8.2 p.m.


My Lords, I am sure that the whole House will agree that we are deeply indebted to my noble friend Lord Taylor for giving us the opportunity of having what was an absorbing debate of high quality, in which there have been so many notable speeches that I find it almost impossible to particularise. But we are particularly indebted to my noble friend for what I thought was a masterly summary of the whole South-East Study and of the White Paper. The noble Earl, Lord Iddesleigh, ventured to ask whether it might be possible that we could dent what he called the Whitehall monolithic mind.

This debate has been remarkable for a number of things. One of them is that we started with eighteen speakers. While it is true there was one scratching, we have had two late entries which, according to my count, made the total number of speakers nineteen. Of these, apart from the noble Viscount, Lord Blakenham, who can be forgiven for his opinions, and the noble Lord, Lord Tangley, for whom we were indebted for a very interesting maiden speech, and to whom we extend our congratulations while hoping that we shall hear him frequently and have the benefit of his advice, every speech we have listened to has been either highly critical of the plan, or has been devastatingly so.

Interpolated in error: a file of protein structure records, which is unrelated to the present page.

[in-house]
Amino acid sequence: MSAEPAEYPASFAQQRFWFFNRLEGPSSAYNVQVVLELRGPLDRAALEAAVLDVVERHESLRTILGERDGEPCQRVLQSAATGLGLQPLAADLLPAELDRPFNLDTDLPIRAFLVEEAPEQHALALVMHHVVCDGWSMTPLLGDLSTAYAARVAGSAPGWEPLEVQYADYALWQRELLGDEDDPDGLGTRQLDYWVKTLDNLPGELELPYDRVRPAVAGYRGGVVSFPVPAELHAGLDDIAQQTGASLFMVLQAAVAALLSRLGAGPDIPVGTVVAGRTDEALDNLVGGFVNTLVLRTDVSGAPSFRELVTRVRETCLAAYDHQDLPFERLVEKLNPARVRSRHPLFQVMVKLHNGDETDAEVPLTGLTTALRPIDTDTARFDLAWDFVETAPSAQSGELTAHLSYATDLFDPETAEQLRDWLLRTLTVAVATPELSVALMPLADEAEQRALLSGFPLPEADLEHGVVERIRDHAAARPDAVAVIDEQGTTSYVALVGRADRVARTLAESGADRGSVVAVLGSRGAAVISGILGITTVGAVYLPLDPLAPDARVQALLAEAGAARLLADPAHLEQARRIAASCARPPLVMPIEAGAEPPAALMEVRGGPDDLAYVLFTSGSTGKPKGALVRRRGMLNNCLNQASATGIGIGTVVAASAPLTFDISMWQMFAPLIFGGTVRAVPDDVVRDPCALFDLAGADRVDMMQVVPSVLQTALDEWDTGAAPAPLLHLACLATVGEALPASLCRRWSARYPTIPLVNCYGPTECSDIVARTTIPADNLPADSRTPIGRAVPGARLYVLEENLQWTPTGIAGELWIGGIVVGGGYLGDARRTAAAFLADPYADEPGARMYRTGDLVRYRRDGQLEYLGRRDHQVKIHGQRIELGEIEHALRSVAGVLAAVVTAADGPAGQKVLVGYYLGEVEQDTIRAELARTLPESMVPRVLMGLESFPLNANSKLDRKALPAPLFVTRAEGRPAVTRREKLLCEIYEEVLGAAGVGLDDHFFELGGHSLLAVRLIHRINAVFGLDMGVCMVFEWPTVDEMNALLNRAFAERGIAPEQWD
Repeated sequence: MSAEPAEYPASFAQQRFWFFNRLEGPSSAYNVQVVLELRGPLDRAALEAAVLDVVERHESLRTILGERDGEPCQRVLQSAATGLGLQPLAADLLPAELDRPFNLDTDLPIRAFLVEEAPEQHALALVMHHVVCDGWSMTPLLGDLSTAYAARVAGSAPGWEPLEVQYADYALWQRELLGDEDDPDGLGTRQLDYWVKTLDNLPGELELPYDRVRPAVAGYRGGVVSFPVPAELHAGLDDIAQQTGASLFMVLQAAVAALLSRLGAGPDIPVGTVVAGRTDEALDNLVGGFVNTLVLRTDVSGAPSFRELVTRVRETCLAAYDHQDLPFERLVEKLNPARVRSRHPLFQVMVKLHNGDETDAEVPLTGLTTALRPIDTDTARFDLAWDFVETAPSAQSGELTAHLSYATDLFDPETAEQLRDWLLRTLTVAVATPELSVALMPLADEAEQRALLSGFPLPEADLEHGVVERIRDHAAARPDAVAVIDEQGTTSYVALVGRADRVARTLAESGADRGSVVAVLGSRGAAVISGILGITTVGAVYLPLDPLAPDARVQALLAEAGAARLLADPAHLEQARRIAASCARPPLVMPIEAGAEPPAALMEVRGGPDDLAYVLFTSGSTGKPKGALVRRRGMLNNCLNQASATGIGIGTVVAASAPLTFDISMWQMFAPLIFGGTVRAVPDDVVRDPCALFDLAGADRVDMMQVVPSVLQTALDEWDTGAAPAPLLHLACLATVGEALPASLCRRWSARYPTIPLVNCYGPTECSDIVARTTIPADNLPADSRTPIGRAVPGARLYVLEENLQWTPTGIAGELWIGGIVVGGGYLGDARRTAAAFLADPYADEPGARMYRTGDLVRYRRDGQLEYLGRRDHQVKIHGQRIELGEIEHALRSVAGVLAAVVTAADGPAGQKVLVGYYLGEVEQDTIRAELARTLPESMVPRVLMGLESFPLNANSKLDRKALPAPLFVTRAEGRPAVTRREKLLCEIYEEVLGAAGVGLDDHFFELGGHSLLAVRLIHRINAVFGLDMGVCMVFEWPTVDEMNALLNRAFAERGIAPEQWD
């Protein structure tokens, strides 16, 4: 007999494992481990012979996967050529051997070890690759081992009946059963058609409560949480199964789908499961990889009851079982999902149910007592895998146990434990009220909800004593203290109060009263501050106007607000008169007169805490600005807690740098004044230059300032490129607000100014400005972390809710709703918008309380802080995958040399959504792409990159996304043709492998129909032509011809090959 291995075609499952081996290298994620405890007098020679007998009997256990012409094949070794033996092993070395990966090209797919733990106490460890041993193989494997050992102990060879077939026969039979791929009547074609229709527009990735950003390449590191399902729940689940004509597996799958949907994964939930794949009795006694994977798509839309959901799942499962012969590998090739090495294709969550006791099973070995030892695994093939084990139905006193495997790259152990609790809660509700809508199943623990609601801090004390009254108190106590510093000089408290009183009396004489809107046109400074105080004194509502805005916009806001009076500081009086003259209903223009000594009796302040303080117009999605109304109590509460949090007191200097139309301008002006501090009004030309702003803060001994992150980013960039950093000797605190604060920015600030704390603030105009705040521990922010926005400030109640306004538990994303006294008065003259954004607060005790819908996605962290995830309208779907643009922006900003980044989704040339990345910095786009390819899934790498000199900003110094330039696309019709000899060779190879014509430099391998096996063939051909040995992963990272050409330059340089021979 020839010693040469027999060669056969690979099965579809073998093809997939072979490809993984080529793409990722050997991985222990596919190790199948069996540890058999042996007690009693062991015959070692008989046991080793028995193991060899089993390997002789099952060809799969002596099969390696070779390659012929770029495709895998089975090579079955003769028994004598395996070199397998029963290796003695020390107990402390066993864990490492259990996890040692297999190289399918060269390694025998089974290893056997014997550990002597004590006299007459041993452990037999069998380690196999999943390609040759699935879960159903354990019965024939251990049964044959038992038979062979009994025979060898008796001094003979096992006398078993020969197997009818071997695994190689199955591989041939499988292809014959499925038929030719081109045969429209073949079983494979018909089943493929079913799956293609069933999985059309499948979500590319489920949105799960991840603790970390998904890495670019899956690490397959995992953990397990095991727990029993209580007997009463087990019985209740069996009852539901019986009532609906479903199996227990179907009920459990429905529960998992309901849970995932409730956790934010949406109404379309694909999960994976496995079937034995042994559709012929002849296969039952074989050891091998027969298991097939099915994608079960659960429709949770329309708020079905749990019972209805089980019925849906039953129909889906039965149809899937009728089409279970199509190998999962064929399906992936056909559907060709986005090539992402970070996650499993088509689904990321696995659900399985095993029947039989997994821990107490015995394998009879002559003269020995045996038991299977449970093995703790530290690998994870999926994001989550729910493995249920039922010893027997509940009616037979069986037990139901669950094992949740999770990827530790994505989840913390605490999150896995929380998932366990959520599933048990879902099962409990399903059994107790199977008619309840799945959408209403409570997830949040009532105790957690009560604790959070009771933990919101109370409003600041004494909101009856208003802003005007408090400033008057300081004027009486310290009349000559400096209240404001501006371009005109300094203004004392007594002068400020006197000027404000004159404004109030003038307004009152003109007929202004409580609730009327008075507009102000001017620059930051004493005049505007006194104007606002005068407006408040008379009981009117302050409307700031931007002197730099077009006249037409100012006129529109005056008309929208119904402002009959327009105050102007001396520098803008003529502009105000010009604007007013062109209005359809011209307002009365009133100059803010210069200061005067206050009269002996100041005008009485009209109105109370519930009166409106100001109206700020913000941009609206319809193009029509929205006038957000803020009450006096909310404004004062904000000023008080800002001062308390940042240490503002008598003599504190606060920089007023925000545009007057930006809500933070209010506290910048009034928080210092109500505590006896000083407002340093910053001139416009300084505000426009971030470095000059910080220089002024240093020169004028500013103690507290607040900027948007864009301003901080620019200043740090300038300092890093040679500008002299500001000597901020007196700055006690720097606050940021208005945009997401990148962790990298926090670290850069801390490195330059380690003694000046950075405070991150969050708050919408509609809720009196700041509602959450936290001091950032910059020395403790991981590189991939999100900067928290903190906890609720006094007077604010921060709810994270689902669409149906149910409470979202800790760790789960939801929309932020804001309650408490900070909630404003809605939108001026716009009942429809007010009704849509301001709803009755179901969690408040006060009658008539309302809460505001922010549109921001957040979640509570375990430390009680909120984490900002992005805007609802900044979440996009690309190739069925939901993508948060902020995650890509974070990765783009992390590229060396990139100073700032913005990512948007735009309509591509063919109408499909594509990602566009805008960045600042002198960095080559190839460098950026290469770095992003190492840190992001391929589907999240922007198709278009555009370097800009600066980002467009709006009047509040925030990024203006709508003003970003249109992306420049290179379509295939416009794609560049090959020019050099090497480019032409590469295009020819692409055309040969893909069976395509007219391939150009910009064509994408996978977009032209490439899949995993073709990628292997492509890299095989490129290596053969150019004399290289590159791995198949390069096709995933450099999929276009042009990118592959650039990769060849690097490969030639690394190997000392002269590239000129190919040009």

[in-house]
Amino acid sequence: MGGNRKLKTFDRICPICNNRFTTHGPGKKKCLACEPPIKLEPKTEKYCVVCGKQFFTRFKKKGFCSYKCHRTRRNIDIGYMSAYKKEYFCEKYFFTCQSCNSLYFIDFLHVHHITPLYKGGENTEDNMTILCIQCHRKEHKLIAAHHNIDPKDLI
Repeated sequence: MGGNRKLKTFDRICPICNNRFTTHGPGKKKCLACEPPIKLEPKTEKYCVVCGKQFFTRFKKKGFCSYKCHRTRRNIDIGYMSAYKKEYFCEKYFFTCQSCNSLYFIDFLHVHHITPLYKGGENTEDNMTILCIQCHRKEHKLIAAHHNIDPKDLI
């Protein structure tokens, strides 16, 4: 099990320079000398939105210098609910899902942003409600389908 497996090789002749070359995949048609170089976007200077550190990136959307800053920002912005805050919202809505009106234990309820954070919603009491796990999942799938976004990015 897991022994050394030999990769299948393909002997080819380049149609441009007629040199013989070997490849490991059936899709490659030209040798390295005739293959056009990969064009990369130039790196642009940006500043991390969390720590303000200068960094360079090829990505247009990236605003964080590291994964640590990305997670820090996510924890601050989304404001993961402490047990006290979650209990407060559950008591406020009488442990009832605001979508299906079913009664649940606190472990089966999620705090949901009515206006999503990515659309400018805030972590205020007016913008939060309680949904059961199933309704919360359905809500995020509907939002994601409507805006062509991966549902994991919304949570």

It seemed to me very early in the debate that the anonymous civil servants who, so we are told, produced the Report, came in for rather more than their share of what has been a pretty hefty "shellacking"; but, having heard the whole debate, I think that that perhaps would be quite an unfair summary. It is true that my noble friend Lord Taylor referred to the Report as a painfully amateur production; and the noble Lord, Lord Conesford, almost out-devastated my noble friend by his caustic, penetrating and even sometimes hilarious references to the Report, and especially to the "pepperpotting" of small schemes which he found so undesirable. I think my noble friend Lord Taylor showed that even the cities and major extensions which have been planned seemed to have been done on the "pepperpotting" process or by the throwing of a dart at random in different parts of the country.